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Re: Chris Froome
« on: November 05, 2012, 11:54 »
well flip me sideways

after Michelle ie Mrs Dog comes on here to say

I don't know where you got that rubbish about bilharzia treatment being comparable to chemo?!?
I was with Chris when he took the 7-day (NOT 6 week) course of medication (immediately following Criterium International) & while there was some mild nausea & fatigue it certainly wasn't anything like a chemo treatment.  He obviously wasn't able to ride while taking the medication.
And yes, he definitely has been struggling with bilharzia... he is due for another test to see if it's cleared his system.

Really... get your facts straight before making accusations like that... pathetic.


I'll repeat what I said before... it is NOT like chemo. 
If you're that interested, the medication is a strong anti-parisitic called Prazitel.
He took it at the end of March after Criterium International, he had also taken two courses of praziquantel in the past but the parasites kept coming back.  He was diagnosed back in 2010 if I remember correctly.  It's difficult to say when it was contracted.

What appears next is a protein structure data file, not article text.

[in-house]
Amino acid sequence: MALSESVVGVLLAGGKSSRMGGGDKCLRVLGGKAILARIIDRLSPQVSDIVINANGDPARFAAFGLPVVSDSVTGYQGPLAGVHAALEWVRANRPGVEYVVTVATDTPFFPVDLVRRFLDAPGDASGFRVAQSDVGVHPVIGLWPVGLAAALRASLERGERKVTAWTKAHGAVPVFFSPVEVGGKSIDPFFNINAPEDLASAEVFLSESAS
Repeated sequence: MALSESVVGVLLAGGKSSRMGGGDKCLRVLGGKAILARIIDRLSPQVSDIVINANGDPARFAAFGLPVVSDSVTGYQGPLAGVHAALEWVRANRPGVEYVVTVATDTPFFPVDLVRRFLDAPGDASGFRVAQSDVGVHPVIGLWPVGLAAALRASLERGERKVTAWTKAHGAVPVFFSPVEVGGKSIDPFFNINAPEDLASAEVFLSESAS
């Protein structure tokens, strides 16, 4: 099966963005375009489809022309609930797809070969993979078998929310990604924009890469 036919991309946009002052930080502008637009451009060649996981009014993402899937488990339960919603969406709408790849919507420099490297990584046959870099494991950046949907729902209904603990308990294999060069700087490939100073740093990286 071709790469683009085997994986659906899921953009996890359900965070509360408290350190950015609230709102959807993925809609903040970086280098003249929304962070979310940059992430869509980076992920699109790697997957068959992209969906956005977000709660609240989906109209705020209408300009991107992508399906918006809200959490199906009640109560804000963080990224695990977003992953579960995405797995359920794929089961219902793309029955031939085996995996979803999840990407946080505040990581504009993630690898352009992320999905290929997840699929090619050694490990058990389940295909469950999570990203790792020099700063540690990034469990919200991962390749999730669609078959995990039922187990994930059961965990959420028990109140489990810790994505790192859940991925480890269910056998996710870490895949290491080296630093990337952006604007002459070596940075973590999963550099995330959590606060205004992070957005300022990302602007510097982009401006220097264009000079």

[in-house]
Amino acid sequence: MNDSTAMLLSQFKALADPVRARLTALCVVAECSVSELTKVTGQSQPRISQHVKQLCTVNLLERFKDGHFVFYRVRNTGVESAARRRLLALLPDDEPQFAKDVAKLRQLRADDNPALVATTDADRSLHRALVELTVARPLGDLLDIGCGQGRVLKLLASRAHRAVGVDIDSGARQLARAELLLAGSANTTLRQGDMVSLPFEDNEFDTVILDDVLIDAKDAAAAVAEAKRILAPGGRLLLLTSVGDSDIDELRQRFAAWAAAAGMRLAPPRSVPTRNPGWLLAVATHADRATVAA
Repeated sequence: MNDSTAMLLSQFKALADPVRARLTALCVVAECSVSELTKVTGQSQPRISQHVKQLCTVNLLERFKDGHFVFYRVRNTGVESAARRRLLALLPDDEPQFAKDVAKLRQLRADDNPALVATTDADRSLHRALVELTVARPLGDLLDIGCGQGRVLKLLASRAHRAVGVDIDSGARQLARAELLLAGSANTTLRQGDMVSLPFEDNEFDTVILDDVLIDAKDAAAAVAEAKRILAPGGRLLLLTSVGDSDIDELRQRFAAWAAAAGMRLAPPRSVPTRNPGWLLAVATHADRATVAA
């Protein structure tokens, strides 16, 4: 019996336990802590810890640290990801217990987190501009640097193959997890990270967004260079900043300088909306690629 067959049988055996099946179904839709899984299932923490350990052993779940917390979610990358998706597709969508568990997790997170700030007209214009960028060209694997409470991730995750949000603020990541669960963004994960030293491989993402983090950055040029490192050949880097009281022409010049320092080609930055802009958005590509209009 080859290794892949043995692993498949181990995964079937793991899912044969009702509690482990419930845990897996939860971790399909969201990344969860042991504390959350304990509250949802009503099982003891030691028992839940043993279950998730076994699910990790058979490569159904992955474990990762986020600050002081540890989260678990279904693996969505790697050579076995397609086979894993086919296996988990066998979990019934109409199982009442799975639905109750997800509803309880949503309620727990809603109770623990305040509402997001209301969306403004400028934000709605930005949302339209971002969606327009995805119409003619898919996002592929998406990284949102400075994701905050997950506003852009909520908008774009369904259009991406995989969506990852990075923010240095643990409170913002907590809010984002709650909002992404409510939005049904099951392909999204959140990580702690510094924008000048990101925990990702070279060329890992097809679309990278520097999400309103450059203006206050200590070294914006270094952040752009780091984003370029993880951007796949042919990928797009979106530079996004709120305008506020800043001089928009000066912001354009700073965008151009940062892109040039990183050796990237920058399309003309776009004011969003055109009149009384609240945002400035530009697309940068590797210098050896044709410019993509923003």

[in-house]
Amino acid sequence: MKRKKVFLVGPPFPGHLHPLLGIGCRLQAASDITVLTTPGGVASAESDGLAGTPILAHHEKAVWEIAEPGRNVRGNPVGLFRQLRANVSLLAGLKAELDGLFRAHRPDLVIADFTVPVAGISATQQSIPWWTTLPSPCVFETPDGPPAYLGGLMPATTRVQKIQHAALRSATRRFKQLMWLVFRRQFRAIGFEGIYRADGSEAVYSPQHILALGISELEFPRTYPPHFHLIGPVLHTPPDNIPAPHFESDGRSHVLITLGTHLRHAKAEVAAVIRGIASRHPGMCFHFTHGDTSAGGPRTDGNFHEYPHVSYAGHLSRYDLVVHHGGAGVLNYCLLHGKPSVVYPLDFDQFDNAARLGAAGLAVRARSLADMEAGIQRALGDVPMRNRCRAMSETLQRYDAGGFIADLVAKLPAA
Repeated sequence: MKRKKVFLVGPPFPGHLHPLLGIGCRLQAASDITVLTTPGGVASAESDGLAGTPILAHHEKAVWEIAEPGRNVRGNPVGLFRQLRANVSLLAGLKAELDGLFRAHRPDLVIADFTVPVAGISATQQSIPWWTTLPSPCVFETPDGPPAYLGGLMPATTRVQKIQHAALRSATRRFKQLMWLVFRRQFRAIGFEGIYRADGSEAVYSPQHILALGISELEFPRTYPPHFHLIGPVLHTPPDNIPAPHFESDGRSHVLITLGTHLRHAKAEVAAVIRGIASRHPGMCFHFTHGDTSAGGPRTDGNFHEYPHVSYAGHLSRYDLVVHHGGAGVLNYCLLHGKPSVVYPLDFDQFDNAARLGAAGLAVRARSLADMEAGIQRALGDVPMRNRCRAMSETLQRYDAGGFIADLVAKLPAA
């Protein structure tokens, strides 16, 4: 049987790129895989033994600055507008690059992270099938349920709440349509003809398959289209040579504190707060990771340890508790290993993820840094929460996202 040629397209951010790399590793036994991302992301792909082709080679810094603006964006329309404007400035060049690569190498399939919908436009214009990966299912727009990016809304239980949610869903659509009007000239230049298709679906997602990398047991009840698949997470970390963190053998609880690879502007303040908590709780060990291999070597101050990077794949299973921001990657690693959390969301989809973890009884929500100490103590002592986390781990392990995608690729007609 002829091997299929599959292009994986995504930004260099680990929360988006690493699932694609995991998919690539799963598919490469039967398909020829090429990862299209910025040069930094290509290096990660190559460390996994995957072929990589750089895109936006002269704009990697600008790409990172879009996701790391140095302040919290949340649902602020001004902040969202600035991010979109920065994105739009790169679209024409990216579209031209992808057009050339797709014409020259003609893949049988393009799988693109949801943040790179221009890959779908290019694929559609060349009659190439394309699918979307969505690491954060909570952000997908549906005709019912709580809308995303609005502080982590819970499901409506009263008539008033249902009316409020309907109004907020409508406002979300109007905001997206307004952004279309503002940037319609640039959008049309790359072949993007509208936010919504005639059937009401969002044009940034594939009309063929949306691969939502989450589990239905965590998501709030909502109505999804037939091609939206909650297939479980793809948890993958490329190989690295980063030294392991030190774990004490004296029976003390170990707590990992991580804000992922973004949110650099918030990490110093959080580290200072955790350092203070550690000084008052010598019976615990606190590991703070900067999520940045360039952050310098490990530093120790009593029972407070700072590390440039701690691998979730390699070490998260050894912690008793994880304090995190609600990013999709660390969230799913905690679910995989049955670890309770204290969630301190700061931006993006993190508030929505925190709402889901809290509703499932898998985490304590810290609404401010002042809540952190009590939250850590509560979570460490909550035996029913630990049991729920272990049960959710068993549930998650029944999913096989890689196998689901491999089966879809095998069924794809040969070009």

It's fairly common for kids to pick it up in Africa playing in dams & rivers and usually goes undetected for years.
Growing up in South Africa myself, we were taught about it in primary school & told to avoid certain areas. 
It's really not that strange or uncommon. 

after I quotes articles stating a chemo like treatment

and now after all of this we get this

Froome’s first big professional win came in last year’s Vuelta when he won stage seventeen. He says the reason for his late blossoming could be due to a disease called billharzia.

“It's a worm parasite that eats your red blood cells. Forty percent of the Kenyan population is infected by it. You receive it through contact with contaminated water," said Froome.

“I was at my brother's wedding in Kenya in late 2010 when the International Cycling Union (UCI) checked my blood passport. I immediately asked for all parameters when they discovered that I suffered from the disease. That was the reason why I sometimes was abnormally tired and was just average with Team Barloworld and my first year at Sky. These tiny worms affect your whole organism.

“I've been receiving treatment for two years now. For the first half of the year I take heavy medication to suppress the disease, but when you are diagnosed with bilharzia you never lose it,” he said.

Read more:


6 months - 6-7 days - Chemo  :fp
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